I’ve been to all but two of the brewpubs, bottle shops, and beer bars covered here, some of them a few times, though always just as a parachute writer in town a few days at a time, most recently May 2015. Still, though I may have missed a venue or two and readily admit to lacking a local’s long-term perspective, I stand by everything here because, well, because I know my shit.
These aren’t in any particular order, and the featured bars aren’t necessarily the best ones. If you only have time for a few, I suggest prioritizing those serving/making locally brewed beers: Liquid Laundry, Boxing Cat Brewery, The Bearded Bear, The Brew, and Shanghai Brewery–those are in particular order.
Former Time Out Shanghai associate editor Selena Schleh has a great write-up of this trendy spinoff of Boxing Cat Brewery, below, which opened in April 2014 on the second floor of KWah Centre. All in all, Liquid Laundry is the most well-rounded craft beer destination in Shanghai at the moment, a cool (almost to a fault) gastropub that thankfully eschews the tired sports-bar aesthetic in favor of something far more stylish and modern.
The 200-seater was bangin’ every time I visited–even weeknights–with DJs set up in front of the brewing facilities spinning occasionally brilliant sets of classic hip-hop and deep, dark house. The dapper staff, dressed in jeans, button-up white shirts, suspenders, and bow ties, somehow kept their collective heads above water throughout–I never had trouble flagging somebody down for a refill, and staff served foods and drinks without delay.
The food and drink, by the way, is pretty much all aces. From baked avocados stuffed with shrimp, mushrooms and salsa, to seared yellowtail, to a huge kale salad tossed with avocado, pumpkin seeds, and an addictive yogurt-based vinaigrette, the kitchen puts a much-welcomed gourmet spin on standard brewpub grub. Fifteen quality beers are on tap, a mix that includes Liquid Laundry’s exclusive brews, a few from Boxing Cat, and a rotating list of imports updated monthly that recently included Evil Twin Brewing, Stillwater Artisanal Ales and Nøgne Ø.
This is the type of place where you go out with a pack of friends, eat and drink with abandon, and slap down the credit card at the end of the night without worrying (too much) about the final tally, because it was worth it. As Schleh aptly noted, it’s a “a hear and be heard, see and be seen kind of place,” which means you may feel a little out of place eating and drinking with abandon alone. Then again, who gives a fuck–at least you won’t be sitting with, say, a stupid-drunk American expat* shouting across the table, over rumbling house beats, “How do you say Nebraska in Chinese?!”1028 Huaihai Middle Rd., Kwah Centre 2/F, +86 21 6445 9589. Daily 11am – 2:30pm; Wednesday – Saturday 5pm – 2am; Sunday to Tuesday 5pm – 12am.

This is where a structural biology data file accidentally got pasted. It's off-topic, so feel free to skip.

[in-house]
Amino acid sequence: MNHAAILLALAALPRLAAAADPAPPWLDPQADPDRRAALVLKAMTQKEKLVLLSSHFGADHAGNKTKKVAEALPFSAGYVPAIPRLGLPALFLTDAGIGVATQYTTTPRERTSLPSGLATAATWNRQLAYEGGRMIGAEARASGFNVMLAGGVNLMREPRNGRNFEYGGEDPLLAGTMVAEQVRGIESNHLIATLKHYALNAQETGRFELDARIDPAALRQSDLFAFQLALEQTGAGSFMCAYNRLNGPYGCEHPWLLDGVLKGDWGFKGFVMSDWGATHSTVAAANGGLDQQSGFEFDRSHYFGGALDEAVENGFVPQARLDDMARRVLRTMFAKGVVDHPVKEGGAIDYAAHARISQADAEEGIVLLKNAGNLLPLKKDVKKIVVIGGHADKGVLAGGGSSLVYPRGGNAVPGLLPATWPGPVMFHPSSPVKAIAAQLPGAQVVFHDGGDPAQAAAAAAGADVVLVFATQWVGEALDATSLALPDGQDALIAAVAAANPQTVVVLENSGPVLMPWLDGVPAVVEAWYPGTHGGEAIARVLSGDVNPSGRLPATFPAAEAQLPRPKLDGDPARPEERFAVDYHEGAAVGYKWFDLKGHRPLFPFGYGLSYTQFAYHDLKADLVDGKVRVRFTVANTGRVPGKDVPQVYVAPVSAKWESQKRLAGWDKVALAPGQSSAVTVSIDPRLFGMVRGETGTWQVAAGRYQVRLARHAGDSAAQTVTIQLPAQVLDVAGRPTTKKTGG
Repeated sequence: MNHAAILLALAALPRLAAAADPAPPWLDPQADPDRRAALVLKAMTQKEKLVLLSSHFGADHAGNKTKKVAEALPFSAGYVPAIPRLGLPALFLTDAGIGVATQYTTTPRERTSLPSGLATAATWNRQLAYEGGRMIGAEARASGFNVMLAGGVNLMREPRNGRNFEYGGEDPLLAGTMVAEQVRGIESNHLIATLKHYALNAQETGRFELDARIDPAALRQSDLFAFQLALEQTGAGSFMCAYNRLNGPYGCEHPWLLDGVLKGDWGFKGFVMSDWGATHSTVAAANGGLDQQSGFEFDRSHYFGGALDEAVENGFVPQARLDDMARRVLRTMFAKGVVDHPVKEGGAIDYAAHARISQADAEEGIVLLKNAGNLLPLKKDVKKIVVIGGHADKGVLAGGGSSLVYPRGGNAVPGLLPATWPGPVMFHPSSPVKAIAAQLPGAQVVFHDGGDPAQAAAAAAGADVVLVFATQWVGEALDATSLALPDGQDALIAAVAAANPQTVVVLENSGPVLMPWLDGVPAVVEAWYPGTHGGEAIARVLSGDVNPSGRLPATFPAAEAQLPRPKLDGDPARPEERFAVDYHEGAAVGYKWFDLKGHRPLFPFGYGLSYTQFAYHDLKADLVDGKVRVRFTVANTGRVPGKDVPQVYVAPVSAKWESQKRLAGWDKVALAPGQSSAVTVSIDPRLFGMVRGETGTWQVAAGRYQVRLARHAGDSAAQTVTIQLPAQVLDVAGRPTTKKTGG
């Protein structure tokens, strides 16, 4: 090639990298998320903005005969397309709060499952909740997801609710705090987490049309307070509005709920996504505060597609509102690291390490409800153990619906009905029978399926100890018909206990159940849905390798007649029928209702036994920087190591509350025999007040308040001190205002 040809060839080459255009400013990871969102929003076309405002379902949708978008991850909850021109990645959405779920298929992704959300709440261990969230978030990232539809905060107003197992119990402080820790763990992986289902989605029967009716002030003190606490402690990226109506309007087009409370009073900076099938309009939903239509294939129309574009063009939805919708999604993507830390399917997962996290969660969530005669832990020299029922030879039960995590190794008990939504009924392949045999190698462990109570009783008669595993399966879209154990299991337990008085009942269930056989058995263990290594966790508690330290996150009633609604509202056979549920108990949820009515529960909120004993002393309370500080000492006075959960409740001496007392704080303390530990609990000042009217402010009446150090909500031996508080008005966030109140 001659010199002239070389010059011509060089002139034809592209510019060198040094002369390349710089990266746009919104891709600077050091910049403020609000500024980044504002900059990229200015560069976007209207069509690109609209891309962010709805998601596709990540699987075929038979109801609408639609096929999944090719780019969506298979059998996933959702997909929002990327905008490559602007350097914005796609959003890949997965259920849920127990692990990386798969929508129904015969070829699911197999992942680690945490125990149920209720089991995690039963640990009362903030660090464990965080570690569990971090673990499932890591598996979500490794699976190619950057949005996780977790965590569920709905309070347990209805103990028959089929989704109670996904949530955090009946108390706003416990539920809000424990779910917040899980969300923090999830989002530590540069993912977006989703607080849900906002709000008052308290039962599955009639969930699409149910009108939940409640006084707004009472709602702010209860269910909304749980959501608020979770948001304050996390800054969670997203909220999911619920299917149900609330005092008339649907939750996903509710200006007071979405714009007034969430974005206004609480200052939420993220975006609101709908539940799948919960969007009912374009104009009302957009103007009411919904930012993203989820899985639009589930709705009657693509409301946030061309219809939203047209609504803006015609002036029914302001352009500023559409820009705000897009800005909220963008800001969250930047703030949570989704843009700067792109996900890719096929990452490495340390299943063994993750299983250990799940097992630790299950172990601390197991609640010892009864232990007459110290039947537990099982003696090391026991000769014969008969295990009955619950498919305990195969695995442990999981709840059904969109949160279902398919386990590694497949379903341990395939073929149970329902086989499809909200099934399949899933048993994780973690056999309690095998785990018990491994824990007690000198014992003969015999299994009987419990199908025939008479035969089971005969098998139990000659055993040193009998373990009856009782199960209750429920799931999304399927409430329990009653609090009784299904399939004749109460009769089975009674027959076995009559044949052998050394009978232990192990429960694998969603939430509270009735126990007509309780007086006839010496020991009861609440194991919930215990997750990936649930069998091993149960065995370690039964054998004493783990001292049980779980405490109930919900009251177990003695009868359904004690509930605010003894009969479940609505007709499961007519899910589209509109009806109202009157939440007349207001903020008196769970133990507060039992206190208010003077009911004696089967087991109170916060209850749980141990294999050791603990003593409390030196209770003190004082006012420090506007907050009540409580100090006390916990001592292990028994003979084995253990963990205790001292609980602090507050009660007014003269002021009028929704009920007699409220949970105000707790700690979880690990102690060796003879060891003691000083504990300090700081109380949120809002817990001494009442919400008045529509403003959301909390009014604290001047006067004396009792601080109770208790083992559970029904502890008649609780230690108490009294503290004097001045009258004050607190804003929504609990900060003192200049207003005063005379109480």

The Tap House
The first time a hooker directly offered me her services was in a Macau hotel bar. She turned around at her table, we made brief eye contact, then she puckered her lips and made the “kiss kiss” face, which was more confusing than sexy, mostly because I’d never seen anyone but cartoon characters do such a thing. I smiled and shook my head no, trying not to laugh, she offered a business card, I shook my head again no, then watched her make the kiss-kiss face at men staggering out of the casino, headed for the restroom, for about 15 minutes until giving up.
The second time was while sipping a pint of Mikkeller Monk’s Brew, a quadrupel Belgian-style ale, at an outdoor table at The Tap House. I am white and was alone at the bar, which in many places around Asia translates to “horny white guy obsessed with Asian girls who will pay for it,” so the not-unattractive woman, wearing sunglasses at 10pm, breath scented like what I imagine the anal cavity of a man fasting on garlic and cigarettes for a month might smell like, swaggered over to me like she’d found an easy mark.
“So… where are you from?”
“Singapore, but I’m fine, just having a beer. Thank you.”
She raised her eyebrows suggestively, again like a cartoon character.
“Oh, oh. So… you like the Asian girls? You like the Chinese girls?”
“Yeah, I’m married. Just having a beer. Thank you, though.”